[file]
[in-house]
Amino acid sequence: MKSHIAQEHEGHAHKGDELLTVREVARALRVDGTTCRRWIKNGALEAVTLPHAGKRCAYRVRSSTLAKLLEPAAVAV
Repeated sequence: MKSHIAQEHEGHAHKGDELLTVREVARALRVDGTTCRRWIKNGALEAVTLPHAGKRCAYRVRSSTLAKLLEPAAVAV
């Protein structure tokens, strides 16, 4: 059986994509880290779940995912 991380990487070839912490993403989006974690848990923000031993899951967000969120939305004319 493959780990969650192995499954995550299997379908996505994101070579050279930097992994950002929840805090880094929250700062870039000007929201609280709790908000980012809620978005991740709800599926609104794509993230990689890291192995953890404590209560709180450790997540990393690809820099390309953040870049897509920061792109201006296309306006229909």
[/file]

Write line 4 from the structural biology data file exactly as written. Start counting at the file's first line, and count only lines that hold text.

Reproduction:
């Protein structure tokens, strides 16, 4: 059986994509880290779940995912 991380990487070839912490993403989006974690848990923000031993899951967000969120939305004319 493959780990969650192995499954995550299997379908996505994101070579050279930097992994950002929840805090880094929250700062870039000007929201609280709790908000980012809620978005991740709800599926609104794509993230990689890291192995953890404590209560709180450790997540990393690809820099390309953040870049897509920061792109201006296309306006229909």